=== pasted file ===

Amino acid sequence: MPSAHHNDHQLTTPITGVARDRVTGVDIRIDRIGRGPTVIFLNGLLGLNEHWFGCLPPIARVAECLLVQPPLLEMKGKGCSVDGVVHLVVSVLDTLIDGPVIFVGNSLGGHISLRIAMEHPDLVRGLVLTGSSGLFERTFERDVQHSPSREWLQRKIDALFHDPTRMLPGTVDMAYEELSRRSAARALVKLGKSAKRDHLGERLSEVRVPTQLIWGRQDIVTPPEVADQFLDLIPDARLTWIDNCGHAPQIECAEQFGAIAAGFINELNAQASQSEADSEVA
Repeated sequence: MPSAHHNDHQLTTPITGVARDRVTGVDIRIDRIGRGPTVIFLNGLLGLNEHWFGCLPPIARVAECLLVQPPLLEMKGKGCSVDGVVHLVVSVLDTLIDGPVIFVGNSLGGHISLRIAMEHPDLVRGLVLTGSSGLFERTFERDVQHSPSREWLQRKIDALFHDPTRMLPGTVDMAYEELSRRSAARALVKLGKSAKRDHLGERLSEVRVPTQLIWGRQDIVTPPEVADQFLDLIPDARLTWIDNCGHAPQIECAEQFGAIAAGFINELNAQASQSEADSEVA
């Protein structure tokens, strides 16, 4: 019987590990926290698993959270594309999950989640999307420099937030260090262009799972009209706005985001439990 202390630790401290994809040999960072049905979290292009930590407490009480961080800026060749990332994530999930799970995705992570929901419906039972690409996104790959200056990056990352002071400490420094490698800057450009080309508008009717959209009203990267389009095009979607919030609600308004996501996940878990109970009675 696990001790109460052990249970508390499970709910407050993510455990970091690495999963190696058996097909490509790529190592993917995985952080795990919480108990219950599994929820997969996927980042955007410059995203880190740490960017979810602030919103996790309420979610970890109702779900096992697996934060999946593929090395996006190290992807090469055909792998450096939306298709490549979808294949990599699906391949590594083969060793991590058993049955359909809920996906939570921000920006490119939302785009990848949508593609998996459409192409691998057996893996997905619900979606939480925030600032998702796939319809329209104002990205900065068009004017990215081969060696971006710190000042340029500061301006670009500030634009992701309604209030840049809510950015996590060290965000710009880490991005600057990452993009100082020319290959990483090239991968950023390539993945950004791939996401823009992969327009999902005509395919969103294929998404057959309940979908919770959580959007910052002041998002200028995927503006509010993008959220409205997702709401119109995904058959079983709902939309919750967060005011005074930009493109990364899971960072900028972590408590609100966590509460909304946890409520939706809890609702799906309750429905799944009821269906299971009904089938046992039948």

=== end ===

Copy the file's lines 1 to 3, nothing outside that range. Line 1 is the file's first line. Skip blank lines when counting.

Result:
Amino acid sequence: MPSAHHNDHQLTTPITGVARDRVTGVDIRIDRIGRGPTVIFLNGLLGLNEHWFGCLPPIARVAECLLVQPPLLEMKGKGCSVDGVVHLVVSVLDTLIDGPVIFVGNSLGGHISLRIAMEHPDLVRGLVLTGSSGLFERTFERDVQHSPSREWLQRKIDALFHDPTRMLPGTVDMAYEELSRRSAARALVKLGKSAKRDHLGERLSEVRVPTQLIWGRQDIVTPPEVADQFLDLIPDARLTWIDNCGHAPQIECAEQFGAIAAGFINELNAQASQSEADSEVA
Repeated sequence: MPSAHHNDHQLTTPITGVARDRVTGVDIRIDRIGRGPTVIFLNGLLGLNEHWFGCLPPIARVAECLLVQPPLLEMKGKGCSVDGVVHLVVSVLDTLIDGPVIFVGNSLGGHISLRIAMEHPDLVRGLVLTGSSGLFERTFERDVQHSPSREWLQRKIDALFHDPTRMLPGTVDMAYEELSRRSAARALVKLGKSAKRDHLGERLSEVRVPTQLIWGRQDIVTPPEVADQFLDLIPDARLTWIDNCGHAPQIECAEQFGAIAAGFINELNAQASQSEADSEVA
């Protein structure tokens, strides 16, 4: 019987590990926290698993959270594309999950989640999307420099937030260090262009799972009209706005985001439990 202390630790401290994809040999960072049905979290292009930590407490009480961080800026060749990332994530999930799970995705992570929901419906039972690409996104790959200056990056990352002071400490420094490698800057450009080309508008009717959209009203990267389009095009979607919030609600308004996501996940878990109970009675 696990001790109460052990249970508390499970709910407050993510455990970091690495999963190696058996097909490509790529190592993917995985952080795990919480108990219950599994929820997969996927980042955007410059995203880190740490960017979810602030919103996790309420979610970890109702779900096992697996934060999946593929090395996006190290992807090469055909792998450096939306298709490549979808294949990599699906391949590594083969060793991590058993049955359909809920996906939570921000920006490119939302785009990848949508593609998996459409192409691998057996893996997905619900979606939480925030600032998702796939319809329209104002990205900065068009004017990215081969060696971006710190000042340029500061301006670009500030634009992701309604209030840049809510950015996590060290965000710009880490991005600057990452993009100082020319290959990483090239991968950023390539993945950004791939996401823009992969327009999902005509395919969103294929998404057959309940979908919770959580959007910052002041998002200028995927503006509010993008959220409205997702709401119109995904058959079983709902939309919750967060005011005074930009493109990364899971960072900028972590408590609100966590509460909304946890409520939706809890609702799906309750429905799944009821269906299971009904089938046992039948």